President Obama won't have to face voters again, but a handful of Democratic senators from conservative states will, and the president's agenda, newly stamped with a liberal imprimatur at the inauguration, could prove tricky for them to navigate.
How they go about doing that will require distancing themselves from the national Democratic Party and keeping their political antennae attuned to possible stumbling blocks in the Senate--what Democratic strategist Jim Manley calls a "yin and a yang equation."
"The yin is differentiation; the yang is also trying to avoid the minefield that the Republicans are going to lay for you on the floor of the Senate," he said.
One "minefield" issue is gun control, which for many of the vulnerable lawmakers is shaping up to be difficult to support. Obama will need their support, but it's far from certain that enough Democratic lawmakers would be willing to risk reelection to support the president's legislation.
"I refuse to believe that anyone in this day and age isn't taking their election cycle seriously," Manley said. That translates into a cautious approach.
Just look at the replies to gun control: Sen. Mary Landrieu of Louisiana pointed to her state's strong hunting culture and called for "balance." Sen. Tim Johnson of South Dakota said his state doesn't have the same problems with guns as New York or New Jersey, and he stressed that he was a hunter himself. Sen. Joe Manchin of West Virginia, who is not up for reelection until 2018, has become a leading voice in the gun-control debate since the Connecticut shooting, telling gun owners "that there is no way they are going to take your Second Amendment rights away."
Lawmakers have also tacked to the right of the president on other issues, such as the Keystone XL pipeline. A bipartisan group of senators, including Democrats Mark Begich of Alaska, Kay Hagan of North Carolina, and Landrieu, signed onto a letter coauthored by Sen. Max Baucus of Montana, who is also up in 2014, calling on Obama to consider the jobs the pipeline could bring to the region. Obama delayed the project before the November election, a sign applauded by environmental groups but derided on the right--a perfect lens for the red-state Democrats, then.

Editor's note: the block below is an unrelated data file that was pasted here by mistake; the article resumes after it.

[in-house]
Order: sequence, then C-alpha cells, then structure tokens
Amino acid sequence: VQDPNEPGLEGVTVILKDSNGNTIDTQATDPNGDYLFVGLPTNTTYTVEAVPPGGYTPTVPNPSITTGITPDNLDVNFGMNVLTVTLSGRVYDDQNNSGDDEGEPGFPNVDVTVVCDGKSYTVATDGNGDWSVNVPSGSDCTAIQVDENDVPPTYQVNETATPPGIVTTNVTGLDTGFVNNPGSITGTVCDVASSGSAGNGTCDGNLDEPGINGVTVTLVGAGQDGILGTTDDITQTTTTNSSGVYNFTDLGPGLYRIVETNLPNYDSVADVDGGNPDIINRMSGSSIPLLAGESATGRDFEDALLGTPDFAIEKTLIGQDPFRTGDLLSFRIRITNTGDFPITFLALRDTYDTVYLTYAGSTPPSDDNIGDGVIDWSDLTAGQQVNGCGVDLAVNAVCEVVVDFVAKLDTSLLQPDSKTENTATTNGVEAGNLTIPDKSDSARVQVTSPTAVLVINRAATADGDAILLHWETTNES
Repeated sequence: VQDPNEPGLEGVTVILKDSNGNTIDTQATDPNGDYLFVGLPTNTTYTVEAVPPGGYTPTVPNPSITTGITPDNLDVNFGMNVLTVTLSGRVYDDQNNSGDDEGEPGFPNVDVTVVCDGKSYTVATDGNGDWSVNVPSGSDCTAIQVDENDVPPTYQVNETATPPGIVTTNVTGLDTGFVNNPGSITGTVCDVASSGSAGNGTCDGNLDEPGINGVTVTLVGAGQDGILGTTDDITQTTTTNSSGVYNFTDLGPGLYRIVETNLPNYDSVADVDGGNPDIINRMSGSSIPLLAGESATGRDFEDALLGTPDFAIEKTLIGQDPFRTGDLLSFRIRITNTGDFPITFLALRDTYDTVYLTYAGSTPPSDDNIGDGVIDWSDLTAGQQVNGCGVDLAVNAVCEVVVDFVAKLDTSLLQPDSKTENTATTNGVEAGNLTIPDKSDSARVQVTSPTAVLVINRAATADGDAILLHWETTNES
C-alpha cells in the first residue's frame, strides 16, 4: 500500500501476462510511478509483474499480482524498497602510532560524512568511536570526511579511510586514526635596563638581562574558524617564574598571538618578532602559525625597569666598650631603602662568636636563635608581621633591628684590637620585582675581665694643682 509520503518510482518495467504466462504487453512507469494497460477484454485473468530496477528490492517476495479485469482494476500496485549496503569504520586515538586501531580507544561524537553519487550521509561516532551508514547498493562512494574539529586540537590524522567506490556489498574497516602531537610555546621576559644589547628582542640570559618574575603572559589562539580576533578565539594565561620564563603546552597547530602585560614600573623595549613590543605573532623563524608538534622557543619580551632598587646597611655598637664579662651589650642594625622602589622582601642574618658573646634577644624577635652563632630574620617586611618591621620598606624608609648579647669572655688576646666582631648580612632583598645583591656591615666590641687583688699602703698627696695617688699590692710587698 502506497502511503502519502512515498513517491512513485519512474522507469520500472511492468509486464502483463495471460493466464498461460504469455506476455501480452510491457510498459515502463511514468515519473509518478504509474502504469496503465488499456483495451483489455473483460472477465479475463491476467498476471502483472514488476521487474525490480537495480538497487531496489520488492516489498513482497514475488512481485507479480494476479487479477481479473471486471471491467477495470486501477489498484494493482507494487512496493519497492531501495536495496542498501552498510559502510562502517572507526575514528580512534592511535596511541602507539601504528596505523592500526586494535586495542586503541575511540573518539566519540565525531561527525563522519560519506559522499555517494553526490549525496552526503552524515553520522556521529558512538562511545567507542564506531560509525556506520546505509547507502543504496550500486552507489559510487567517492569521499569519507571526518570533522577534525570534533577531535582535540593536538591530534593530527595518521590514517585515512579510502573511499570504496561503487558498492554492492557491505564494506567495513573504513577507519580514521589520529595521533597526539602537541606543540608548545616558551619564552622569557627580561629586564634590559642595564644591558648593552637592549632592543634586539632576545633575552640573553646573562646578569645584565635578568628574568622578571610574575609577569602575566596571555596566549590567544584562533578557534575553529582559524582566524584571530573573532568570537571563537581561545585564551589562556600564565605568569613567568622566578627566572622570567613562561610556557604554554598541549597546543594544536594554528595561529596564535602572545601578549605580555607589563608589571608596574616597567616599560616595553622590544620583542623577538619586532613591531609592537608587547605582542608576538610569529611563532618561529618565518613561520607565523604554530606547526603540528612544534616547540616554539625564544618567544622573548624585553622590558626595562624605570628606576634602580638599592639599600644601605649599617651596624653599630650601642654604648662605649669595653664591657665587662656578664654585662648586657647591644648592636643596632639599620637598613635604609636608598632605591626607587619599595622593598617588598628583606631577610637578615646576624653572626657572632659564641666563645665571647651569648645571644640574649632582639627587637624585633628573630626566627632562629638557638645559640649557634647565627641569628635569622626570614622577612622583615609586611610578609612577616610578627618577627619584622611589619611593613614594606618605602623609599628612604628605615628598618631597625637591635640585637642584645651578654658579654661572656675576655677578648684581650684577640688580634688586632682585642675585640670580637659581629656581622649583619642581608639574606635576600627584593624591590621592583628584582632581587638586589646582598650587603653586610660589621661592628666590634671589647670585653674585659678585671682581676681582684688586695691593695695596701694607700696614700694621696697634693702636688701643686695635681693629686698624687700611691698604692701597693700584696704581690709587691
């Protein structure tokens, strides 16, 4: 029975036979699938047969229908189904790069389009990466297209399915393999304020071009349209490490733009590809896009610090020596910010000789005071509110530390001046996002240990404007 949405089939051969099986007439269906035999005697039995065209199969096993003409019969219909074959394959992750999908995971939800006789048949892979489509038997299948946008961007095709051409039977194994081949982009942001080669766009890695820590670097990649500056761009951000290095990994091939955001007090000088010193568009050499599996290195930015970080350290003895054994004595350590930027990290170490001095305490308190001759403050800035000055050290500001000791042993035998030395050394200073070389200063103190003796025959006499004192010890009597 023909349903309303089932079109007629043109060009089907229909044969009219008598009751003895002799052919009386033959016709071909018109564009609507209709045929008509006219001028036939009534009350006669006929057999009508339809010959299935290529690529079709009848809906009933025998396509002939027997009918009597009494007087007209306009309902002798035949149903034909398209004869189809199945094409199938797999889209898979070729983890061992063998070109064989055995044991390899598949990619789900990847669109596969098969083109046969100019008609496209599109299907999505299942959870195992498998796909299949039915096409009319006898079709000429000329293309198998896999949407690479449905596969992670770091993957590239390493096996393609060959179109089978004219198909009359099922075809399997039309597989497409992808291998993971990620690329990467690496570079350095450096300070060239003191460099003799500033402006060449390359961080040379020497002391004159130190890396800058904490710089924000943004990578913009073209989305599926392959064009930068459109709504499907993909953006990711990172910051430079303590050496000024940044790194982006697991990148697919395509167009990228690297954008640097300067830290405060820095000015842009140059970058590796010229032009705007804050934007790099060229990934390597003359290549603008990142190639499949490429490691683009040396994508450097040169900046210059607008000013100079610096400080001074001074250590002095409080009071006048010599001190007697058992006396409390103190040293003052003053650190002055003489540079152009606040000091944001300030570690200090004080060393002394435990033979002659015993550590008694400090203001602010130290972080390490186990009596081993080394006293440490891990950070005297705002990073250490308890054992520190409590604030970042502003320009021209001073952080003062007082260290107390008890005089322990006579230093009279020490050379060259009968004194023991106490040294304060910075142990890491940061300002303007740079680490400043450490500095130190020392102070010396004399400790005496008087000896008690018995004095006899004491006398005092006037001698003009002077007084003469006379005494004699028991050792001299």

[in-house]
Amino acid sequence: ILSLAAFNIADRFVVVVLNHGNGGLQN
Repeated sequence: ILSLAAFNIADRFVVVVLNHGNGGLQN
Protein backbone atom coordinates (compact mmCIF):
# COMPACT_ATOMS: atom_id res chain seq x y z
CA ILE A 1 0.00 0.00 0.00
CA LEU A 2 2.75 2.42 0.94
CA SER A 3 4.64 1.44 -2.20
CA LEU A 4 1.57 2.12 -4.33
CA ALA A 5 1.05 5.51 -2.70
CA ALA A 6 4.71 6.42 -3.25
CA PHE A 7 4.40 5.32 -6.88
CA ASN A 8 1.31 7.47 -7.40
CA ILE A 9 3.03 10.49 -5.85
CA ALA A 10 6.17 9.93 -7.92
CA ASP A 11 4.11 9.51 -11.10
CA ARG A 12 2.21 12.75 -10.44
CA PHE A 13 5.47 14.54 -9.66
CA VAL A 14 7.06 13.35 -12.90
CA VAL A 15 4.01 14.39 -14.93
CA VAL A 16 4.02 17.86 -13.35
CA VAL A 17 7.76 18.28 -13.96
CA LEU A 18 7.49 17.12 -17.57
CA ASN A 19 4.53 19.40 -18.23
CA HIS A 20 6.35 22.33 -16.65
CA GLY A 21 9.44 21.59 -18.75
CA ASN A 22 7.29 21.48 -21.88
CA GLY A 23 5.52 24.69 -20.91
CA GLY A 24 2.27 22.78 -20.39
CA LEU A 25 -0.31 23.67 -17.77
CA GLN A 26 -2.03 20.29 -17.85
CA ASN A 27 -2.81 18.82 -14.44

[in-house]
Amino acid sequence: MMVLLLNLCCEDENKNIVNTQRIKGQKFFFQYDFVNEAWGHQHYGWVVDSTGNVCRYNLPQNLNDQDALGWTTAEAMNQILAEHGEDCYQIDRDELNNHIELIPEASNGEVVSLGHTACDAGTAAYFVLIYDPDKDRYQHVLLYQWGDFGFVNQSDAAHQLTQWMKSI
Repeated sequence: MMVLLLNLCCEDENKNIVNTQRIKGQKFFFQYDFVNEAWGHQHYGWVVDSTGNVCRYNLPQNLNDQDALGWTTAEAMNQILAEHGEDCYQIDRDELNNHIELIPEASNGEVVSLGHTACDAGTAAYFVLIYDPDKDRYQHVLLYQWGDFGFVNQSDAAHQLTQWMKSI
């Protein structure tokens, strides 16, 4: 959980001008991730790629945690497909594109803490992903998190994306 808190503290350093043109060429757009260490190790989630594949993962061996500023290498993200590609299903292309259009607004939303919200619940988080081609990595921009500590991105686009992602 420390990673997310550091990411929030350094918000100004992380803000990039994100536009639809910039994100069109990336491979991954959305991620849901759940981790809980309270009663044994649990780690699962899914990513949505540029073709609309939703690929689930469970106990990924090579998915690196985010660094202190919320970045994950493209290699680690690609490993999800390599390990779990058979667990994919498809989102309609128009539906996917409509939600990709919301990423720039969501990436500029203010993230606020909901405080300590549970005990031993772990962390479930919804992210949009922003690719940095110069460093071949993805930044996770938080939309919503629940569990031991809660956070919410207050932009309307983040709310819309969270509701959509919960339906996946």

"A couple of cycles ago, people were still getting caught not paying close attention back home," but not now, Manley said.
Drawing a distinction between the president and the national party is one approach for conservative-state Democrats. But not the only one. Politics is still, in fact, a local affair.
Landrieu, for example is already touting legislation that she argues helps the Gulf Coast rebuild from the BP oil spill. She dared potential challengers, writing in an e-mail to backers: "Bring it on," the Times-Picayune reported.
Hagan is publicly pushing to help Marines affected by contaminated drinking water at Camp Lejeune, according to multiple reports. She's also hired Lindsay Siler, who ran Obama's North Carolina campaign, as a senior adviser, a sign that, she is preparing for a highly competitive contest and wants someone by her side who also understands North Carolina.
Senators like Mark Pryor of Arkansas and Landrieu can also rely on their political families to separate themselves from the national party. Pryor's father, David Pryor, served in statewide office as governor and senator will be campaigning for his son. Landrieu is the daughter of Moon Landrieu, the former New Orleans mayor and Housing and Urban Development secretary. Her brother is Mitch Landrieu, the popular mayor of New Orleans.
Incumbency traditionally insulates candidates, but that might not be enough in 2014 for the red-state senators.
"It's still difficult to defeat the incumbent. It's a hell of a lot easier than it has been," Manley said.
CORRECTION: An earlier version of this report misspelled Camp Lejeune.
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